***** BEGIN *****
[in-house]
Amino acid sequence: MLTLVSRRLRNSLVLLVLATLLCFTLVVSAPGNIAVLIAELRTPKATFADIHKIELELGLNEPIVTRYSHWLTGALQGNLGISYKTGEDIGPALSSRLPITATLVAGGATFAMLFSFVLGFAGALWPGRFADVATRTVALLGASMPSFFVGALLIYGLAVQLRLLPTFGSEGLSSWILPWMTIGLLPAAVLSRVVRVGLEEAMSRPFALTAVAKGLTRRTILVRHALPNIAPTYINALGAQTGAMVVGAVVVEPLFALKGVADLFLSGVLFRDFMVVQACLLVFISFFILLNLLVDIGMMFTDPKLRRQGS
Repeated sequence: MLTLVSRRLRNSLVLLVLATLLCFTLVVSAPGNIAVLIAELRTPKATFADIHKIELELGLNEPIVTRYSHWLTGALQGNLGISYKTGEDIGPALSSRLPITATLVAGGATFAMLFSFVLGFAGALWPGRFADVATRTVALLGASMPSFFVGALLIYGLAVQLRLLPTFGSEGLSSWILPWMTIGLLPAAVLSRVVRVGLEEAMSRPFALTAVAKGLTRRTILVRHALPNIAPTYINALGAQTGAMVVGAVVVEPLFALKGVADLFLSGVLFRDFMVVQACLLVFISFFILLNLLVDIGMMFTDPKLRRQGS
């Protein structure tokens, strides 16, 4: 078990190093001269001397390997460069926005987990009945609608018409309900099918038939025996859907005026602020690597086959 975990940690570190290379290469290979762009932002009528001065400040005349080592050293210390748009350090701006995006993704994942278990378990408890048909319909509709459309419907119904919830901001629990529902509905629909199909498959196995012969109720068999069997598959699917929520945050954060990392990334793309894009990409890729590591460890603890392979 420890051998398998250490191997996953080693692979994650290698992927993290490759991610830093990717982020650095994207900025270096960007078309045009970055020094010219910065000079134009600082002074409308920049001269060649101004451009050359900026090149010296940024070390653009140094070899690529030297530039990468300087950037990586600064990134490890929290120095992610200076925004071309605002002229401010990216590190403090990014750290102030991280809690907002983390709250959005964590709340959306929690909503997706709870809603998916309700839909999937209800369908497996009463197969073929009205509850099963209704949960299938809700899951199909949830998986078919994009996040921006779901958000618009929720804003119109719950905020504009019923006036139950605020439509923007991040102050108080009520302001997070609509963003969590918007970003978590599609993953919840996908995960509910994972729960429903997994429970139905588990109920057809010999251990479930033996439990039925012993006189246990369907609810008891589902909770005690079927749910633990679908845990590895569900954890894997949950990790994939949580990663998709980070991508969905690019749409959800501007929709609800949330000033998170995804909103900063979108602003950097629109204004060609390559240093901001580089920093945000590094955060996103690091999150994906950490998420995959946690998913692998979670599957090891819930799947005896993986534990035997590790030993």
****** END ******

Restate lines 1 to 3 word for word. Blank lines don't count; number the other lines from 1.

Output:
[in-house]
Amino acid sequence: MLTLVSRRLRNSLVLLVLATLLCFTLVVSAPGNIAVLIAELRTPKATFADIHKIELELGLNEPIVTRYSHWLTGALQGNLGISYKTGEDIGPALSSRLPITATLVAGGATFAMLFSFVLGFAGALWPGRFADVATRTVALLGASMPSFFVGALLIYGLAVQLRLLPTFGSEGLSSWILPWMTIGLLPAAVLSRVVRVGLEEAMSRPFALTAVAKGLTRRTILVRHALPNIAPTYINALGAQTGAMVVGAVVVEPLFALKGVADLFLSGVLFRDFMVVQACLLVFISFFILLNLLVDIGMMFTDPKLRRQGS
Repeated sequence: MLTLVSRRLRNSLVLLVLATLLCFTLVVSAPGNIAVLIAELRTPKATFADIHKIELELGLNEPIVTRYSHWLTGALQGNLGISYKTGEDIGPALSSRLPITATLVAGGATFAMLFSFVLGFAGALWPGRFADVATRTVALLGASMPSFFVGALLIYGLAVQLRLLPTFGSEGLSSWILPWMTIGLLPAAVLSRVVRVGLEEAMSRPFALTAVAKGLTRRTILVRHALPNIAPTYINALGAQTGAMVVGAVVVEPLFALKGVADLFLSGVLFRDFMVVQACLLVFISFFILLNLLVDIGMMFTDPKLRRQGS